September 24, 2012 at 6:00 pm
Under the Obama Administration, 73 percent of U.S. cases have been filed against China, though that country accounts for only about 14 percent of total U.S. trade. The President should press for free trade throughout the world instead of focusing on narrow policies that appeal to domestic interest groups.
By JOHN MERLINE, INVESTOR’S BUSINESS DAILY
Posted 09/17/2012 06:50 PM ET
$515 Billion Drag Looms
Using official government sources, the National Federation of Independent Business calculates there are more than 4,000 federal rules in the pipeline, and that just the 13 biggest ones would, if imposed in an Obama second term, cost businesses a total of more than $515 billion over four years.
Monday 17 September 2012
A new report by PricewaterhouseCoopers entitled “A Homecoming for US Manufacturing” claims it is now cheaper for whole clusters of US industry to produce at home, close to their markets. Firms are “re-shoring” — to use the vogue term — to cut transport and inventory costs and take advantage of cheap shale gas. The weaker dollar has iced the cake.
PwC said the US has clawed back a cost advantage of 2pc in steel output against China, at least for the North American market. Its “heat map” gives the US the edge in chemicals, primary metals, electrical products, machinery, paper, transport equipment, and wood, in that order.
Google is building its Nexus Q Music and video player in the US. General Electric and Ford are switching to plants at home. So is Caterpillar, which is interesting since its chief Chinese rival Sany Heavy Industry is in trouble. It has just asked creditors to waive a $510m financial covenant.
A voluntary decrease in consumption and commensurate increase in savings lowers the slope of the hypotenuse, thus the real rate of interest. The combination of lower interest rates and increased savings offers an environment conducive to increased investment in earlier stage production. The investment will increase productivity and pave the way for higher levels of future consumption.
What has occurred in our country for the past decade would be the exact opposite. Resources allocated to fighting a foreign war, purchasing goods from abroad and dumping savings into real estate are increases in current consumption. This increased allocation to later stage goods, causes the triangle to become taller and fatter. The slope of the hypotenuse increases, interest rates rise and there is less investment going into productive resources.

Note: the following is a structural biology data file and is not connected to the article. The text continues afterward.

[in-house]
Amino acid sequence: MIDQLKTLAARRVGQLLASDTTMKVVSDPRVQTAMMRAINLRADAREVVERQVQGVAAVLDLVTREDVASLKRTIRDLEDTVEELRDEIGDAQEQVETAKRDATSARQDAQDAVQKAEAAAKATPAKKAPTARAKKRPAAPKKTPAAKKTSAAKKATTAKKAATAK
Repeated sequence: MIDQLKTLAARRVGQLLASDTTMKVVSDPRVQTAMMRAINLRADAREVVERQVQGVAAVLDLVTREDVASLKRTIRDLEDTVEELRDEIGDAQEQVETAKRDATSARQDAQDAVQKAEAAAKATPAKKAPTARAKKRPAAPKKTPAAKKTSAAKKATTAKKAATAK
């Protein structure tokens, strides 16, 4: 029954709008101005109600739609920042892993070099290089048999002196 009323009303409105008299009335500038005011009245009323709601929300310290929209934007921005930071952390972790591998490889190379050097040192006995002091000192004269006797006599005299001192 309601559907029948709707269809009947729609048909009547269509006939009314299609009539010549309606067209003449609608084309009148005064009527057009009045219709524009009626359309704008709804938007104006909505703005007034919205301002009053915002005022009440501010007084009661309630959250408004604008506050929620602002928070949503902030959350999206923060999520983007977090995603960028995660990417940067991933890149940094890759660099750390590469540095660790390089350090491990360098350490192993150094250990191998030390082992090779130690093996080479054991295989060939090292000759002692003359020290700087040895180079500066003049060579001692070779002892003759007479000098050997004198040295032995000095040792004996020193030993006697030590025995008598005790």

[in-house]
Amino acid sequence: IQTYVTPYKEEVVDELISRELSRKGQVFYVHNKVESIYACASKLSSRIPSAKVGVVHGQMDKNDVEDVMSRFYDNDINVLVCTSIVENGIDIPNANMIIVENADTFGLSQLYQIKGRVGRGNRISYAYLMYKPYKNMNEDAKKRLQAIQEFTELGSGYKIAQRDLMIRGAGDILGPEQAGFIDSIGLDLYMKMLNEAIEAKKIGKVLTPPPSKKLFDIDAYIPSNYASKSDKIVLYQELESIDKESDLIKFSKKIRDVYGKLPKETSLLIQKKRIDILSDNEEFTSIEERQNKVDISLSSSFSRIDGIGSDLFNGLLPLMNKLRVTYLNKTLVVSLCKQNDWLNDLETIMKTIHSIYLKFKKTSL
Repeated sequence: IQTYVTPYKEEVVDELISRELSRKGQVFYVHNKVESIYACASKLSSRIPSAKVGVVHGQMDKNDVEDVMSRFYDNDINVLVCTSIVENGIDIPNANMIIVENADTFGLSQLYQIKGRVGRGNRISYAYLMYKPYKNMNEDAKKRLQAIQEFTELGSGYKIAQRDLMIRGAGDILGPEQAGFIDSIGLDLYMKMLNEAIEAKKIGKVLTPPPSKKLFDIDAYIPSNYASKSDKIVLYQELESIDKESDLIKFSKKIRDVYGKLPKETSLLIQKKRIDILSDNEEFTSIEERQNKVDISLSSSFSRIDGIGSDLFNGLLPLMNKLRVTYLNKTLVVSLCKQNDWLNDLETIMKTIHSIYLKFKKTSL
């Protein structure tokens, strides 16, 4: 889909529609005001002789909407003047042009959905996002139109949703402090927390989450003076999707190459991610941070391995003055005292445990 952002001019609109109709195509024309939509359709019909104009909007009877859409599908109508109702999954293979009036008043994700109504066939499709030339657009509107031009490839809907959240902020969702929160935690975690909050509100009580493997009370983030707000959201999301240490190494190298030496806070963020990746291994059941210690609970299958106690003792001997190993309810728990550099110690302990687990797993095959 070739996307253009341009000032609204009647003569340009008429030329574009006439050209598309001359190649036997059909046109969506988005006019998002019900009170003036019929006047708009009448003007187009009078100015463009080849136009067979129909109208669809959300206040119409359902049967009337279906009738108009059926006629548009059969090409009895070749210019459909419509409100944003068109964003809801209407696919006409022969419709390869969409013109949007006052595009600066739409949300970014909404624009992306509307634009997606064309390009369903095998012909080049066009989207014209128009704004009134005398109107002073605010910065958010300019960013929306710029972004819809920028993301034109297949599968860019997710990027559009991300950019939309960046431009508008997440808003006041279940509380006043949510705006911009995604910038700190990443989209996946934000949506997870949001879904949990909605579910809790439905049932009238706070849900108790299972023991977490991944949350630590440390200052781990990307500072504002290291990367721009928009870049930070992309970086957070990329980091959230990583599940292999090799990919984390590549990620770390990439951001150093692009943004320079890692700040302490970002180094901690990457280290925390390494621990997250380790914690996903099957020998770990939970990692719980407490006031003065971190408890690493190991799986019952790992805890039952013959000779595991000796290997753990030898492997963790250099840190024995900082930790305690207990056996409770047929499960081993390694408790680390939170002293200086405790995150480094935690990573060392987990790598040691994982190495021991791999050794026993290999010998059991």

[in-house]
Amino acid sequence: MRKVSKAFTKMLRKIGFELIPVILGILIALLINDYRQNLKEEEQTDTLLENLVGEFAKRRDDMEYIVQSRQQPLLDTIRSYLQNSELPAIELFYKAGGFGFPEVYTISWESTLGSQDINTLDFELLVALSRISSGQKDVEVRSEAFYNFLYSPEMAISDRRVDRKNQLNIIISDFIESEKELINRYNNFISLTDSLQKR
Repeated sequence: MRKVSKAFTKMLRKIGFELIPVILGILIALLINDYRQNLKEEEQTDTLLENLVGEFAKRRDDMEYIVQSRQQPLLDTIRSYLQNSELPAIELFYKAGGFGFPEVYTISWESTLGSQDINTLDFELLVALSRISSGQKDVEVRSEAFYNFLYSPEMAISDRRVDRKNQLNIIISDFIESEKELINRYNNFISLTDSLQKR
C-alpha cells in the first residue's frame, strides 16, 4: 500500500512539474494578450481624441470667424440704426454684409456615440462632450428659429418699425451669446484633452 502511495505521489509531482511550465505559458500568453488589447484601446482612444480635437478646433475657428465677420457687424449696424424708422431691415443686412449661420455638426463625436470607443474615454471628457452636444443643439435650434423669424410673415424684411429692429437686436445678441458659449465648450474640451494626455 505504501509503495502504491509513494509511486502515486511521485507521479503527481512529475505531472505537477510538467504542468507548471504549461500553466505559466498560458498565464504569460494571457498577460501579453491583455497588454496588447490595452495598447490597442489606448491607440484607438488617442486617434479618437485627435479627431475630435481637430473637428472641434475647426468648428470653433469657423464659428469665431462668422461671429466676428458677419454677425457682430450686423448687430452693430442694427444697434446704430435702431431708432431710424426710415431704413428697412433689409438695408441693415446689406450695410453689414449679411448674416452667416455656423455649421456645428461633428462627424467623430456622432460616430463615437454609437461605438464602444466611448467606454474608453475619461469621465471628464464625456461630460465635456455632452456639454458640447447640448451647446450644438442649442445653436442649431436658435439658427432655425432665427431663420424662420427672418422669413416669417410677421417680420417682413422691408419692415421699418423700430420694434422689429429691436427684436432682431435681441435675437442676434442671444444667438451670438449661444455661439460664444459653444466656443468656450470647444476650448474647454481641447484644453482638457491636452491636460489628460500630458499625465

And, I might add, we borrowed the money to effect the above scenario.
By Thomas A. Hemphill Friday, September 14, 2012
After losing 6 million manufacturing jobs between 2001 and 2009, the American manufacturing sector has reemerged as a beacon in an otherwise lackluster economic recovery. While many Americans believe that U.S. manufacturing is dying, unbeknownst to most of them, U.S. factories today produce about 75 percent of what they consume. The future growth, however, of American manufacturing—for both domestic and export consumption—will be predicated on what is touted as “advanced manufacturing.”
These advanced manufacturing opportunities are available now and will be in the future, if industry leaders and government policymakers are able to capitalize on them. For instance, while total manufacturing employment has declined in recent years, high-skilled manufacturing employment opportunities have increased by upwards of 40 percent since 1980. Yet, according to an October 2011 survey of American manufacturers conducted by Deloitte Consulting, respondents reported that 5 percent of their jobs—or 600,000 jobs—remained unfilled simply because they could not find workers with the right skills for the positions, and that this employee deficiency was having a negative impact on their ability to expand operations or improve company productivity.
Published: Wednesday, 5 Sep 2012 | 4:06 AM ET
Despite declining in the overall ranking, the forum highlighted that the U.S. remains one of the world’s top innovators – supported by an “excellent” university system – and continues to offer vast opportunities because of the sheer size of its domestic economy.
Switzerland and Singapore retained their positions as the most competitive economies, coming in 1st and 2nd, respectively.
The Global Competitiveness Index 2012–2013
Source: World Economic Forum